Jeg tænker på den skade, det kunne forårsage organisationens kunder, hvis de skulle se dette bestyrelsesmedlems indlæg. Hvordan kunne de stole på at denne organisation har deres bedste interesser på sinde? Jeg forstår ikke engang, hvorfor denne person er i bestyrelsen, hvis de tænker på denne måde. Jeg er bekymret for sabotage.
2 thoughts on “Hvordan”
Comment: Why do you feel it’s unprofessional to raise this matter when the things that are happening sound antithetical to the field and mission of the organization? The behavior has just lost them a board member and has likely alienated a lot of people – and your name was affiliated with that group. My instinct is that it’s better to get in front of it and call it out now rather than waiting to run into someone in person – that may not ever happen, and then it slips into complacency. Only you know the nuances of the situation though, so what does your gut say?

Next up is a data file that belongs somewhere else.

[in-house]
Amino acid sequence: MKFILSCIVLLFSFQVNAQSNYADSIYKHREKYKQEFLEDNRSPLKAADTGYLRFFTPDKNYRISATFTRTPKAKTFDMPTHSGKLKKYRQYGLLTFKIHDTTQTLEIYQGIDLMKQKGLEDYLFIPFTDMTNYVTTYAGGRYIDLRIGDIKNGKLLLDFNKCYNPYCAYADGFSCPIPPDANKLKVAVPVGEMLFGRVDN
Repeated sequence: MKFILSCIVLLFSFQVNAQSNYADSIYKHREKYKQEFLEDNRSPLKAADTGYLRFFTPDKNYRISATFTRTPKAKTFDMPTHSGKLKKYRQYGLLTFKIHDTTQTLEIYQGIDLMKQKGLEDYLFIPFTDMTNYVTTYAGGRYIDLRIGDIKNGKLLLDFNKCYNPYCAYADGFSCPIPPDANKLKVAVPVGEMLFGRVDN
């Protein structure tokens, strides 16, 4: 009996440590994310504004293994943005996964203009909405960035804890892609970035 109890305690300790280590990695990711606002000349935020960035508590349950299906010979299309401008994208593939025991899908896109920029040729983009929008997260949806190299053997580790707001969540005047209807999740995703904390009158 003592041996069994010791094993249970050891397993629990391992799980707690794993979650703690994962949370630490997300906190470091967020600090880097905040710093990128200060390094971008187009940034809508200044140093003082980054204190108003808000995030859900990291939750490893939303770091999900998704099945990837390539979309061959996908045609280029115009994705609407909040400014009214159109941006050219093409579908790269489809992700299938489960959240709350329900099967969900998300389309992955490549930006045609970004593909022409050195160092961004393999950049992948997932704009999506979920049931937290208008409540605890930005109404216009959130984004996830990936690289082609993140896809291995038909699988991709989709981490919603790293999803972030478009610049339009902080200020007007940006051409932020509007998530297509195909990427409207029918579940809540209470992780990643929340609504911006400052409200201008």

Comment: This sounds like a whistleblower’s dilemma and an issue of unsafe workplaces. I see lots of ideas from others in this post (tell or don’t tell) and there is never a right answer for all. Here are some things to consider. As a part of their community you are assuming some values by association, but you need to be in a place that supports you fulfilling yours. If it’s a safe workplace they will allow you to express your values, while respecting the difference. So, is it you being scared or them being predatory? There is clearly a boundary issue somewhere here but it’s unclear what it is. It’s VERY common for people to say, “I can’t say the thing because someone else will feel bad or will make my life difficult.” That’s the the crux of an unsafe environment. (See podcast Worklife with Adam Grant if you want more s4 ep14 on whether it’s safe to speak up). A therapist should be able to talk you through this if they are qualified for the task. As for whistleblowing, if it is unsafe to leave without retribution, there is a reason whistleblowers lawyer-up when they go. Either find protection or leave quietly for your own safety. There is no shame in real victims crawling out of a back window and running like hell. The hard part is figuring out if you are a real victim because of a predator or whether you are scared of consequences that don’t exist. I’ve worked with people who thought their partners were psychopathic and feared for their lives only to find out they were loving a kind people who had different values. The hard part is that real predators exist and it’s important to sort out which is which. Lots to think about, but I feel some of your pain because I just left a job under similar circumstances. I left for several reasons, one were them and some were me, and I offered to discuss but was not taken up on the offer, which meant to me that they were not ready to address their own stuff. Good conflict resolvers accept responsibility for their own behavior, bad ones blame. That goes for both employees and employers.